I asked about creative industries and stated that as the owner of a large local music facility, I'd not been contacted for feedback and that many such initiatives in Barnet fail because they do not consult with people on the ground working in the sectors. Barry stated that it was in its early stage and that such consultations would come.

Local businessman Paul Shea was also keen to press Barry about how the London Living wage could be afforded by small business, after the subject was raised by another chap who's name I didn't catch. It is fair to say that Barry's answer did not really satisfy many of the audience. Many small business owners often work for far less than the London Living wage whilst setting the business up. Many feel they are held back by having to pay salaries set by others with no regards to their business sector. Often small businesses want to take on staff on a fairly casual, loose arrangement when they are getting set up. Business owners find such rules difficult to accommodate. Barry stated that the Conservative government also liked the minimum wage as it meant that people in work were less likely to need top up benefits.

And that was more or less that. I thought Barry did pretty well, in an audience that wasn't entirely receptive to many of the ideas he had made. It was perhaps a shame that none of the younger or female members of the audience got to ask questions. Following a recent blog on the subject of sexism and misogyny in Barnet politics, Councillor Devra Kay suggested that when women put their hands up at public meetings, men are far more inclined to ignore them. I am not being critical of the chair Michael Lassman, who does a grand job, but I do think we need to make a conscious effort to ensure everyone gets a say. Devra suggested that next time I went to a public meeting, I keep a tally of the number of men vs women who get picked to answer a question. I have taken this on board and will be noting this as part of my election coverage, so be warned. Barry brought Burnt Oak Labour candidate Sara Conway to the meeting to assist him. I suspect that Sara will make an excellent councillor and will be a great asset to Barnet Council.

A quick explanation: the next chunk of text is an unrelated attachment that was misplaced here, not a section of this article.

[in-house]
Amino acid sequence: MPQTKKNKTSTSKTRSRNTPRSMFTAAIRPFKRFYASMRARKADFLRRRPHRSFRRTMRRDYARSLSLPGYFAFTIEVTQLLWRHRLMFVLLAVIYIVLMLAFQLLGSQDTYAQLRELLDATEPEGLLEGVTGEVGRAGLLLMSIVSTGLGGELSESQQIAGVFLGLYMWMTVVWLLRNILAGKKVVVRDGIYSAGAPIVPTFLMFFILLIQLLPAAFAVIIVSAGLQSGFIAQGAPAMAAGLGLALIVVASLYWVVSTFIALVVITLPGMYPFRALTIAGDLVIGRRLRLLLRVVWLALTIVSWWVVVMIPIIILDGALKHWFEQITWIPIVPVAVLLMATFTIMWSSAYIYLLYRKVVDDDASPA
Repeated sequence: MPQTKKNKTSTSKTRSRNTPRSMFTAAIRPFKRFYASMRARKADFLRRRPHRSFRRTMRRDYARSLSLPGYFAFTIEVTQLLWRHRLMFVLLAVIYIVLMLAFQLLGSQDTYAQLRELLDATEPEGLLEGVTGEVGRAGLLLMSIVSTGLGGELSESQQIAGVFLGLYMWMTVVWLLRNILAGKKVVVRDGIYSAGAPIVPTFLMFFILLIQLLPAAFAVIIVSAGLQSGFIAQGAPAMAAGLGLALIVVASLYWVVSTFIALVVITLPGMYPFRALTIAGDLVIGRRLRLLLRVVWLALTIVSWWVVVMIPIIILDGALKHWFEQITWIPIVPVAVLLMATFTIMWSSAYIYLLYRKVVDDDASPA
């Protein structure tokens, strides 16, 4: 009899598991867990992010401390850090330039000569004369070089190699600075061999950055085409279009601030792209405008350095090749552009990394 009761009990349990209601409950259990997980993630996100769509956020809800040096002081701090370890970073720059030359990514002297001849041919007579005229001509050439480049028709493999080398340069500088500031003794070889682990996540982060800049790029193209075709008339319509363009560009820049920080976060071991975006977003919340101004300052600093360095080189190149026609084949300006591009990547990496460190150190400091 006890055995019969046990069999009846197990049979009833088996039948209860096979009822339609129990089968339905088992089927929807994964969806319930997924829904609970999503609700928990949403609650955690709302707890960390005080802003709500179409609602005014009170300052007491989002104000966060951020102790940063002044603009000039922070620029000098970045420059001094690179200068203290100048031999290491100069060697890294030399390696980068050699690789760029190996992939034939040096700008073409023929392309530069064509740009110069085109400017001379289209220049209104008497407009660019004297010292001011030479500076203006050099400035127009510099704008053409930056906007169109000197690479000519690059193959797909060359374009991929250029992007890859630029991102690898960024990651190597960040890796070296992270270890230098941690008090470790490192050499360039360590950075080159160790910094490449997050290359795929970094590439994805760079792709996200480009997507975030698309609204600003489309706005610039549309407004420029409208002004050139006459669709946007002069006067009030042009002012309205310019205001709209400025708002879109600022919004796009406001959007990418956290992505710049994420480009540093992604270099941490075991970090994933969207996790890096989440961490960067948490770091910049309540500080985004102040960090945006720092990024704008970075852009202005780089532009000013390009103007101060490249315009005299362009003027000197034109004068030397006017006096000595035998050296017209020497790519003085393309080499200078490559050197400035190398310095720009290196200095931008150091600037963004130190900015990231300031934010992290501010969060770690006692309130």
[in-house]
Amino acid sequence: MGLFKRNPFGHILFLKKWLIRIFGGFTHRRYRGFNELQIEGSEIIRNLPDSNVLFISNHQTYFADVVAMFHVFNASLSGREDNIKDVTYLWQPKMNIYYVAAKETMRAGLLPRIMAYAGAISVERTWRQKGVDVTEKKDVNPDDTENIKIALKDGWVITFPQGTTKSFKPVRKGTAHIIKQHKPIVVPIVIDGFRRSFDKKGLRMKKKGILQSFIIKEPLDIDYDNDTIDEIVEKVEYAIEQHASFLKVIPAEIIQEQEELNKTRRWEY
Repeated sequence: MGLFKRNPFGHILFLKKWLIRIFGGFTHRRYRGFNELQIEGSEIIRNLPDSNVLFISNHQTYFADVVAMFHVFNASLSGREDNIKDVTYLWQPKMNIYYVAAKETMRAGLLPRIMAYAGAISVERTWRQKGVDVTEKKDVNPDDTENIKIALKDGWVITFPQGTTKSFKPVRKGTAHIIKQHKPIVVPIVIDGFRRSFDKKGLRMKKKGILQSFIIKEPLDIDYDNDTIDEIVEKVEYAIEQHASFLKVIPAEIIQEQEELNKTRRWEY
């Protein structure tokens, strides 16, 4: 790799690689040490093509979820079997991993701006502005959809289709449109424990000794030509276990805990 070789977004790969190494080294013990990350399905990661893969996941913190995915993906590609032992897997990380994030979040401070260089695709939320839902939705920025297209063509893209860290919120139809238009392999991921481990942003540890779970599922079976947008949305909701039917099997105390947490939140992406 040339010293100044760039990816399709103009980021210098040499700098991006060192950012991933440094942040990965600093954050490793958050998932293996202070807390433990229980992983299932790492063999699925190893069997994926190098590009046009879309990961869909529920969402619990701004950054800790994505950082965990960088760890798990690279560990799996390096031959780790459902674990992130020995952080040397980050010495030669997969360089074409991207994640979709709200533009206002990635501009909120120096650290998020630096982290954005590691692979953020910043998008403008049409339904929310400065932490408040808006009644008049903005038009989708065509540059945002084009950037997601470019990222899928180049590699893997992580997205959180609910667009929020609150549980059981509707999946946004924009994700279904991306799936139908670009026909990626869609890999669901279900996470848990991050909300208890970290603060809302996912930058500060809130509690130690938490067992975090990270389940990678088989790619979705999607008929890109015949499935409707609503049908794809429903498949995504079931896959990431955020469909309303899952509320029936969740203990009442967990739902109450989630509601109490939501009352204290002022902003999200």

One criticism I have of Barry's presentation is that he didn't point out the equal gender balance of the current Labour group, compared to the Tories. Labour have a pretty equal split of sexes ,races and age groups. I personally think that having a good balance is vital to ensure proper representation. One of my biggest concerns for businesses is that lack of women in senior positions in the boardroom. The FSB group has a good number of female attendees, it would be good to hear more from them in such Q&A sessions.

I look forward to the Conservative presentation next month.